I must confess to being a ‘word nerd’. When the preacher last Sunday at church referenced ‘philadelphios’ as a word describing brotherly love in Paul’s first letter to the Thessalonians, the logical part of my brain immediately began a cross-search coming up with other cultural references.
The city of Philadelphia in the commonwealth of Pennsylvania is the first capital of what was then the new country of the United States of America. From the time of the First Continental Congress, there have in fact been nine capitals where Congress have met. Washington D.C. isn’t even sloppy seconds, but merely the final home of Congress.
Congress signing the Declaration of Independence is memorialised by Independence Hall and the Liberty Bell as depicted in the 2004 movie ‘National Treasure’.
Philadelphia’s less genteel side is depicted by one of her pugilist sons in the award-winning 1976 movie, ‘Rocky’.
Back to Thessalonica: Paul’s letter to the Thessalonians acknowledges that the Christian community there was taught by God how to love one another. Christ also specifically taught that Christians are recognized by their mutual love.
That’s supposed to be a mark of Christians in world full of darkness. That everyone will know that we are disciples by way of our love for one another.
I briefly squirmed when the preacher suggested that non-Christians are studying the lives of Christians to see whether they are any different.
Who might possibly be studying my life? What difference could it possibly make that I live the best I can for Him? At least as far as those who are not following God are concerned? I know they may shake their heads and tsk tsk when I stumble, but could the converse be true?
Perhaps it’s not even about me as I tend to be reductionist and bring things down to a personal level. Perhaps its about the Christian community as a whole; the relationships that we have with each other, that work, that are practical and sacrificial.
Who wouldn’t want to be part of a community like that? Perhaps, without trying to look like it, the non-Christians are studying us. Twirling their moustaches, squinting to see and studying us.
We are all part of intersecting communities. My particular ‘spider-web’ map includes my nuclear family, my extended family, my team back at corporate, Sharks supporters, Durbanites, my ministry family at Ambassadors, my home group on Monday nights.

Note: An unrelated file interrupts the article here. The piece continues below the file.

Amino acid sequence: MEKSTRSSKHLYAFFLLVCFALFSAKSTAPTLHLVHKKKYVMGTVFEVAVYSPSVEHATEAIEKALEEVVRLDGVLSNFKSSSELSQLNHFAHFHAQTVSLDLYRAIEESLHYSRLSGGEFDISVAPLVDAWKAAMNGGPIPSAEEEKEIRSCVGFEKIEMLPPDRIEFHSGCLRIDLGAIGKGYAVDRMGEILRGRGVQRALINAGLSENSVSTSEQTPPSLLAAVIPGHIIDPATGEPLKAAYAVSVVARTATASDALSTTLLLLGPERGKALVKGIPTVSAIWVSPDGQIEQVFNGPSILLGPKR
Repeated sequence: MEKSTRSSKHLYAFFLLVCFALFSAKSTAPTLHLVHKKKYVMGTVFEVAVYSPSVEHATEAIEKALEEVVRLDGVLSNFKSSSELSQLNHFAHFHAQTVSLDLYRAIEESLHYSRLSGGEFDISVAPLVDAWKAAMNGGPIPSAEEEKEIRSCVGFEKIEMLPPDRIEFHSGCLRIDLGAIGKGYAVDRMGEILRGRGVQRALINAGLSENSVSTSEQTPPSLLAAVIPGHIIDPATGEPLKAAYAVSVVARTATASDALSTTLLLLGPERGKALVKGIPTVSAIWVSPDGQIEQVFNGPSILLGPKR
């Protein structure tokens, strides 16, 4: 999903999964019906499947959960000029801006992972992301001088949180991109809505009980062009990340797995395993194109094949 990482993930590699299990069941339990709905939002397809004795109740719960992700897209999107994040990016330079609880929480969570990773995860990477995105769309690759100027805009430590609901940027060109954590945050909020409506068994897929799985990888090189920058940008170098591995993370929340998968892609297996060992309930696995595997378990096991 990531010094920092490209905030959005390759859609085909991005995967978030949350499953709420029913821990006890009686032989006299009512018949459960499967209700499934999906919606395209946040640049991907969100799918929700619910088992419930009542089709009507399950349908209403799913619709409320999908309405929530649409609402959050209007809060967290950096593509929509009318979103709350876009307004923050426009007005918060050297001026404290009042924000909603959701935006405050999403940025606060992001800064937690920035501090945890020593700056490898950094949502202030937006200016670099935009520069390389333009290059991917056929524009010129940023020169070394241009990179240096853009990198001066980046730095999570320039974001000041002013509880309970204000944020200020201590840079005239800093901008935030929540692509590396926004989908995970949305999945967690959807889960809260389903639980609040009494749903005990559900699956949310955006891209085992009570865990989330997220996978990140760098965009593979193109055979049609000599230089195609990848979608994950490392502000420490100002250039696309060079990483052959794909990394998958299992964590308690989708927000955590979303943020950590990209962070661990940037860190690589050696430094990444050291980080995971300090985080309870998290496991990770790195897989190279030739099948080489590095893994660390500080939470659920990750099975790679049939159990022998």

And of supreme importance: part of a family of Believers, amongst whom we all are to function in brotherly love.
We should know how to love one another. I must confess that my nature is to be solitary, or at the least very limited and discriminating in the lengths that I go to in being part of gatherings of people. In being hesitant I may miss out on both giving and receiving encouragement. Check out this list that John Piper put together showing in what ways we are to love each other:
(A mere sampling)
We are to
- Love one another with brotherly affection
- Outdo one another in showing honor
- Instruct one another
- Bear one another’s burdens (this is a meaty one)
- Submit to one another out of reverence for Christ
- Encourage one another
Paul’s letter to the Thessalonians acknowledges that they know how to love one another, but just to add that little bit extra in. Almost to make sure.
Brotherly love amongst Believers is like heat. You can measure an absolute zero (minus 273 Kelvin) but there is no such thing as a maximum amount of heat (that I’m aware of). It can always get a little bit hotter.
We can always go that extra degree in loving one another.
I’ve come to a realization that as Christians we can ‘phone it in’. In other words we can be remote and say all the right things and ‘do community’ without really engaging.
An example: in the 1986 movie Highlander, Sean Connery was asked to record the voiceover to the beginning of the movie and apparently recorded it in a bathroom. It sounded fine to the producers over the phone and they signed off on it. Connery only even spent seven days on set and the movie doesn’t suffer for it, I suppose because some classic Bond charm and a Scots accent can cover a multitude of production sins.
The church is a far more lasting and important endeavour than mere entertainment, so it’s good to take it seriously. What stands out to me is the idea of us bearing one another’s burdens, the type of things that only families are – or supposed – to do.